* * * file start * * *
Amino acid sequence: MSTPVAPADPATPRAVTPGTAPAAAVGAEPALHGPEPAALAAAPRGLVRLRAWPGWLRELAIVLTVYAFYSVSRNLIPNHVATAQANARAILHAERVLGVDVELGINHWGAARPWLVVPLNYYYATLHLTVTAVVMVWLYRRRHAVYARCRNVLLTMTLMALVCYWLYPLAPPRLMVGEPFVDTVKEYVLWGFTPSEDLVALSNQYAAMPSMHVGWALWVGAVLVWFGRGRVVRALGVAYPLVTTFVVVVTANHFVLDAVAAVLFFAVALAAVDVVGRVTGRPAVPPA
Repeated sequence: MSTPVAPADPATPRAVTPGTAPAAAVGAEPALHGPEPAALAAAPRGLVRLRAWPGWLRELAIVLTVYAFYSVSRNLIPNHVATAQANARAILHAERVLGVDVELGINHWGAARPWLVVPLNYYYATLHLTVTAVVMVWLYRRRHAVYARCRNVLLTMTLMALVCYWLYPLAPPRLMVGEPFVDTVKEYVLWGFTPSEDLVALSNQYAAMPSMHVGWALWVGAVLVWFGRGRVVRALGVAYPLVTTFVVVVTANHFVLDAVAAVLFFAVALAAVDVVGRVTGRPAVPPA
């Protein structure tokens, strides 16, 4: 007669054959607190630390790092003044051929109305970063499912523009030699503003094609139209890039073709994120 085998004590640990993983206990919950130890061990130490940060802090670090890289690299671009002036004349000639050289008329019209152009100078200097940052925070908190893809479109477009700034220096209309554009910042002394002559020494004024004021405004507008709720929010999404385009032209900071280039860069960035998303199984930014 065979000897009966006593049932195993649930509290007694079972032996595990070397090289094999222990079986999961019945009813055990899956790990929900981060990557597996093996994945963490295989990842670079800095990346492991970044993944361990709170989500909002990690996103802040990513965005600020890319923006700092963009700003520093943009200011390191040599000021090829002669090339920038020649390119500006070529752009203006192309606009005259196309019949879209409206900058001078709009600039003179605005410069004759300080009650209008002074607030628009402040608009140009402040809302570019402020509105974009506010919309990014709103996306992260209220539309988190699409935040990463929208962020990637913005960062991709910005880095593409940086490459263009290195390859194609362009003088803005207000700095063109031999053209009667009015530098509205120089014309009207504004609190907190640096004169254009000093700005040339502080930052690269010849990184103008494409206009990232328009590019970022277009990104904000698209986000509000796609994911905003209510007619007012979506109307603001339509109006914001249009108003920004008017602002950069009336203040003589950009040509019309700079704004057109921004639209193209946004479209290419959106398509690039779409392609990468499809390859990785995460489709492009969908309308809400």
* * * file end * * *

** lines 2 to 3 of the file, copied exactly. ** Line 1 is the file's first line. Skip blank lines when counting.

Repeated sequence: MSTPVAPADPATPRAVTPGTAPAAAVGAEPALHGPEPAALAAAPRGLVRLRAWPGWLRELAIVLTVYAFYSVSRNLIPNHVATAQANARAILHAERVLGVDVELGINHWGAARPWLVVPLNYYYATLHLTVTAVVMVWLYRRRHAVYARCRNVLLTMTLMALVCYWLYPLAPPRLMVGEPFVDTVKEYVLWGFTPSEDLVALSNQYAAMPSMHVGWALWVGAVLVWFGRGRVVRALGVAYPLVTTFVVVVTANHFVLDAVAAVLFFAVALAAVDVVGRVTGRPAVPPA
């Protein structure tokens, strides 16, 4: 007669054959607190630390790092003044051929109305970063499912523009030699503003094609139209890039073709994120 085998004590640990993983206990919950130890061990130490940060802090670090890289690299671009002036004349000639050289008329019209152009100078200097940052925070908190893809479109477009700034220096209309554009910042002394002559020494004024004021405004507008709720929010999404385009032209900071280039860069960035998303199984930014 065979000897009966006593049932195993649930509290007694079972032996595990070397090289094999222990079986999961019945009813055990899956790990929900981060990557597996093996994945963490295989990842670079800095990346492991970044993944361990709170989500909002990690996103802040990513965005600020890319923006700092963009700003520093943009200011390191040599000021090829002669090339920038020649390119500006070529752009203006192309606009005259196309019949879209409206900058001078709009600039003179605005410069004759300080009650209008002074607030628009402040608009140009402040809302570019402020509105974009506010919309990014709103996306992260209220539309988190699409935040990463929208962020990637913005960062991709910005880095593409940086490459263009290195390859194609362009003088803005207000700095063109031999053209009667009015530098509205120089014309009207504004609190907190640096004169254009000093700005040339502080930052690269010849990184103008494409206009990232328009590019970022277009990104904000698209986000509000796609994911905003209510007619007012979506109307603001339509109006914001249009108003920004008017602002950069009336203040003589950009040509019309700079704004057109921004639209193209946004479209290419959106398509690039779409392609990468499809390859990785995460489709492009969908309308809400």